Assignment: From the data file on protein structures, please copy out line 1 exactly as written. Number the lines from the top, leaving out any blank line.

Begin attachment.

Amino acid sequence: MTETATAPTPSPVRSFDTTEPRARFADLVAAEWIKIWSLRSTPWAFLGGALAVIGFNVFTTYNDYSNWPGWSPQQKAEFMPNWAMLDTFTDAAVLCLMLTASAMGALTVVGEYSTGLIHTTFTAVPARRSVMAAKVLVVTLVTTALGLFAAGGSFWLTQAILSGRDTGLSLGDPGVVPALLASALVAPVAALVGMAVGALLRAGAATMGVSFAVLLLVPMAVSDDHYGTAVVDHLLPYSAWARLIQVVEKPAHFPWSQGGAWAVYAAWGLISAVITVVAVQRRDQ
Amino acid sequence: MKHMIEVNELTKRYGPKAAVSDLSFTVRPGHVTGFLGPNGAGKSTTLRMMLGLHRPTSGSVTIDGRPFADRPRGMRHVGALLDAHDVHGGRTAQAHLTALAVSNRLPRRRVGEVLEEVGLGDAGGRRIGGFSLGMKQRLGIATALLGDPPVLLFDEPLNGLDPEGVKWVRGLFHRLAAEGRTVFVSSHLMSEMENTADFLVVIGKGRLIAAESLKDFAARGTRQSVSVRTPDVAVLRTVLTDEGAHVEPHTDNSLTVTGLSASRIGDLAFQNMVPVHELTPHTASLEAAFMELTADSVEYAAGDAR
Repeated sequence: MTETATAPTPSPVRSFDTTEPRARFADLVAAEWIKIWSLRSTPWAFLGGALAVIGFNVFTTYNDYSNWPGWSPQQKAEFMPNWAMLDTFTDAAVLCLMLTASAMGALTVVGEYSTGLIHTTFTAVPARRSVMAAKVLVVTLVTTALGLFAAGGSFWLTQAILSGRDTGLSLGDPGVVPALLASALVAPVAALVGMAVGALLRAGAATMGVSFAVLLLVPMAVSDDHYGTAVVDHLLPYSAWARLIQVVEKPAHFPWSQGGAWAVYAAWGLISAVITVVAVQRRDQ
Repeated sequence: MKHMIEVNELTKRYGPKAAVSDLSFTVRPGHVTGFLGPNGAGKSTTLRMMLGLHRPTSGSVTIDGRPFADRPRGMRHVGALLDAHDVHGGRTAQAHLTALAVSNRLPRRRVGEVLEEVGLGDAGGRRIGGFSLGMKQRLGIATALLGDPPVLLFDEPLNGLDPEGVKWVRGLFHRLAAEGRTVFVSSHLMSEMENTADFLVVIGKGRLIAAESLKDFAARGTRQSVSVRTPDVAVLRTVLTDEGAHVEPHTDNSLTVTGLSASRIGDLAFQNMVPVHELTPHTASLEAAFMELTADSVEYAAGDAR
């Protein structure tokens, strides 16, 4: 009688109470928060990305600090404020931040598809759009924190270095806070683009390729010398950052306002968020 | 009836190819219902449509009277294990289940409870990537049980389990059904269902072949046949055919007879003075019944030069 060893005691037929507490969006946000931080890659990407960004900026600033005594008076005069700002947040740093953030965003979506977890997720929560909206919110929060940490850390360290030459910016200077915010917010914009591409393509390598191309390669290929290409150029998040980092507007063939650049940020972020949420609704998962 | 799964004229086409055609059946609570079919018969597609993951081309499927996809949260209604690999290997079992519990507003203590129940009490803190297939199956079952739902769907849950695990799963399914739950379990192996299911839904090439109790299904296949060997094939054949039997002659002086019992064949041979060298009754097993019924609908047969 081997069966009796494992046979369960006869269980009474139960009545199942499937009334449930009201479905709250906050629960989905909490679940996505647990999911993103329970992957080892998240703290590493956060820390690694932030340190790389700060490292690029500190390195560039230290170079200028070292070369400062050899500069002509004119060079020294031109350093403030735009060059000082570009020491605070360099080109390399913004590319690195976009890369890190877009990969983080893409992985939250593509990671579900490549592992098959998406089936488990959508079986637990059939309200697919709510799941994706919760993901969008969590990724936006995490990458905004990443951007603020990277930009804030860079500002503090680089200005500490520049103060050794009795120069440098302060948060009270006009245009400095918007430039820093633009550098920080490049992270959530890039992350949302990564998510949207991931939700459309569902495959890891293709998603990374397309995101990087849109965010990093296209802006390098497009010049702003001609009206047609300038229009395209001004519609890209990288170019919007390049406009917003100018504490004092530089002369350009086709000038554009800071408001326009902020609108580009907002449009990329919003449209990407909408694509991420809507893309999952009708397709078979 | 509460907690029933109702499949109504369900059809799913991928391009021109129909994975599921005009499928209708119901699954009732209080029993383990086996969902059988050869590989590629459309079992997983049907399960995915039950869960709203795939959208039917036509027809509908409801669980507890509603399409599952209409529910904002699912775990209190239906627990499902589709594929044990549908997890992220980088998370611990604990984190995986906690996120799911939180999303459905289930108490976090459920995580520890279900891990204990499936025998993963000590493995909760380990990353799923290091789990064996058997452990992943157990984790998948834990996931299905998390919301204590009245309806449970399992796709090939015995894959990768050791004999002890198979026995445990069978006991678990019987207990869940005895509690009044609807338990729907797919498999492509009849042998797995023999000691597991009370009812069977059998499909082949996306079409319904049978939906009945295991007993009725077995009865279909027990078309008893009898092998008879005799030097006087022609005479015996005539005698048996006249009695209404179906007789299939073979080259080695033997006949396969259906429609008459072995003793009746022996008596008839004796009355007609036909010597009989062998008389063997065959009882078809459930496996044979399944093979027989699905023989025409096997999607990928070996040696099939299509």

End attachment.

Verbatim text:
Amino acid sequence: MTETATAPTPSPVRSFDTTEPRARFADLVAAEWIKIWSLRSTPWAFLGGALAVIGFNVFTTYNDYSNWPGWSPQQKAEFMPNWAMLDTFTDAAVLCLMLTASAMGALTVVGEYSTGLIHTTFTAVPARRSVMAAKVLVVTLVTTALGLFAAGGSFWLTQAILSGRDTGLSLGDPGVVPALLASALVAPVAALVGMAVGALLRAGAATMGVSFAVLLLVPMAVSDDHYGTAVVDHLLPYSAWARLIQVVEKPAHFPWSQGGAWAVYAAWGLISAVITVVAVQRRDQ